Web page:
• be kind to yourself and patient. Careers are long and the destination isn’t nearly as important as how much you enjoy the journey
  • if an opportunity scares the hell out of you, it’s probably just the next skill you need to learn
  • where you can, make choices in your partnership that help you both to share the load. Much easier (and more fun) to juggle all those balls between two, than to try and do it all yourself.
  • sleep deprivation and time out of work makes it is easy to feel insecure when you return from maternity leave. But don’t underestimate the skills you’ve learnt during your leave. EQ, empathy, resilience, multi-tasking, adaptability - these are all increasingly valuable attributes. 

Program Manager - Organisational Redesign

BE KIND. Be kind to *yourself* when you don't achieve a goal you were aiming for - reflect, learn and try again! Be kind to *others*, when they don't meet your expectations - they're human too and miscommunication of expectations is often at fault. Talk it out with open ears and work it out together. 

Senior B2B Marketing Manager

Be honest to yourself, and speak your truth (right place and time).
Don't assume, you will likely be wrong - take the time to clarify your understanding.
Empathy unlocks and opens minds and hearts, incredibly helpful in building strong connections. 

Senior Partnerships Manager

The best value savings you will ever make are in your 20's and 30's, so make yourself a priority.
A man is not a plan, have an account in your own name, not joint. It's not a comment on him, it's an affirmation of you.
Say yes more often, even when it scares the bejeebers out of you.
Ask for help, no-one thinks less of you, you don't have to have all the answers.
Play to your strengths. we all have them, but we don't always value them. 

B2B Marketing Manager

Try not to worry about things you can’t control - you can control your mindset and your attitude so focus on this and you’ll have given yourself a good chance at whatever your definition of success is.

Success also doesn’t have to mean being the greatest or the most decorated - happiness and being able to come out the other side of a difficult situation with your heart and mind intact is also a pretty good definition of success.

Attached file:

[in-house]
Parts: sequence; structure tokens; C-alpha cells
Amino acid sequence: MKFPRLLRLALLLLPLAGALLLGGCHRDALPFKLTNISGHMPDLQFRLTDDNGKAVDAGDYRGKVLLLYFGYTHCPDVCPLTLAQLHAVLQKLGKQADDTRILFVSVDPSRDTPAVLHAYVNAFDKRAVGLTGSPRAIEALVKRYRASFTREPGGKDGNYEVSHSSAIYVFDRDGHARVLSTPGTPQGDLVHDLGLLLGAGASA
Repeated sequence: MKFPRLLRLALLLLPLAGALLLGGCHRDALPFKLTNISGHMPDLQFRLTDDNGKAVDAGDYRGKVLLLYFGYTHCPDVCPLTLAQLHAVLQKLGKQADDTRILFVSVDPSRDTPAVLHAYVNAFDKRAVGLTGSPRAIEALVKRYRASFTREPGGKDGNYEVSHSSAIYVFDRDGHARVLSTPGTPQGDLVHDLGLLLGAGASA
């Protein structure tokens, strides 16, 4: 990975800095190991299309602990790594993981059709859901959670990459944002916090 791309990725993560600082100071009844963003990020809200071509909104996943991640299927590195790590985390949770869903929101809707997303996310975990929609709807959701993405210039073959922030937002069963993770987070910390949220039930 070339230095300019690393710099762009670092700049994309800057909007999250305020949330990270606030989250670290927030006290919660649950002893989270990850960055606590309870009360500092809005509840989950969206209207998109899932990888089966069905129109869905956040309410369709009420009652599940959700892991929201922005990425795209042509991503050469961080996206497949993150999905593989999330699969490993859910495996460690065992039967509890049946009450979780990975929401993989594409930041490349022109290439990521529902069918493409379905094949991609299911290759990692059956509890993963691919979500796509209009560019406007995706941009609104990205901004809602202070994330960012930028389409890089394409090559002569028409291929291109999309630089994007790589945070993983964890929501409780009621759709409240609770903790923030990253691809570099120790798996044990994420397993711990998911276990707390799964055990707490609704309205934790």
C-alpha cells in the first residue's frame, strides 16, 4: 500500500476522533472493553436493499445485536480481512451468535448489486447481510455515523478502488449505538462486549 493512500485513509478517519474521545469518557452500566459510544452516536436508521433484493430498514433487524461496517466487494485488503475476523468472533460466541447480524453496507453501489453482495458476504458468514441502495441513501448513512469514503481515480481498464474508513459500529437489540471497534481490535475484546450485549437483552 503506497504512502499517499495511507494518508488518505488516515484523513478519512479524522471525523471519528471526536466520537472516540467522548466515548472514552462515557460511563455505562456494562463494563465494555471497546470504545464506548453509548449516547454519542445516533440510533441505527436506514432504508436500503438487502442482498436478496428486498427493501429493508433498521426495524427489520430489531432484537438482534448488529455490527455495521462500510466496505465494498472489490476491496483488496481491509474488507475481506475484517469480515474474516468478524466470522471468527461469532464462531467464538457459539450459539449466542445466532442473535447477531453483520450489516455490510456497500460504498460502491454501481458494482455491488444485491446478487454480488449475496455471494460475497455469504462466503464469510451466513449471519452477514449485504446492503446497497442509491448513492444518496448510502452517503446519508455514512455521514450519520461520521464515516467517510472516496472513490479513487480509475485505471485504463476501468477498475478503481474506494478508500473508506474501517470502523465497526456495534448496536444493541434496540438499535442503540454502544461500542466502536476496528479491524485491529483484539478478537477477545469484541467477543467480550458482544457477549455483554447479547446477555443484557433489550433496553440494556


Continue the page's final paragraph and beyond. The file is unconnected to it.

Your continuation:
Quality Team Leader, Member Service Centre

Every woman is a superwoman. Just own your superpower!
Don’t waste time looking back unless it is used to propel you forwards.
Sometimes you need reminding that you pay your own bills hence you need to toughen up!
Kindness is a virtue that keeps paying. 

Regional Manager Financial Advice

There are some things that everyone should consider:

  • Know how much you have in your super account and check your statement to see the balance and to understand what insurance cover you have.
  • Add a little extra to super throughout your working life to help compensate for lost contributions during any time away from the workforce.
  • Consolidate your super if you have more than one account.
  • Take advantage of any tax benefits including making extra pre-tax contributions.
  • Get a ‘super health check’ from a qualified financial planner.

Financial Planner

I’m a big fan of just being yourself and not trying to act like one of the blokes just to try & fit in and to build up a support network of likeminded women both within the company and outside.

If you can see it, you can be it. In some workplaces there aren’t always a lot of senior women leaders to look up to. Wherever possible, employers should have internal networking programs, female-focussed leadership courses and mentoring programs for aspiring female colleagues. This will help them to connect with other more senior women in leadership to network, share experiences and get career advice.

This International Women’s Day, as an employer, mentor, colleague, friend or family member, have you considered what you can do to better empower the women around you?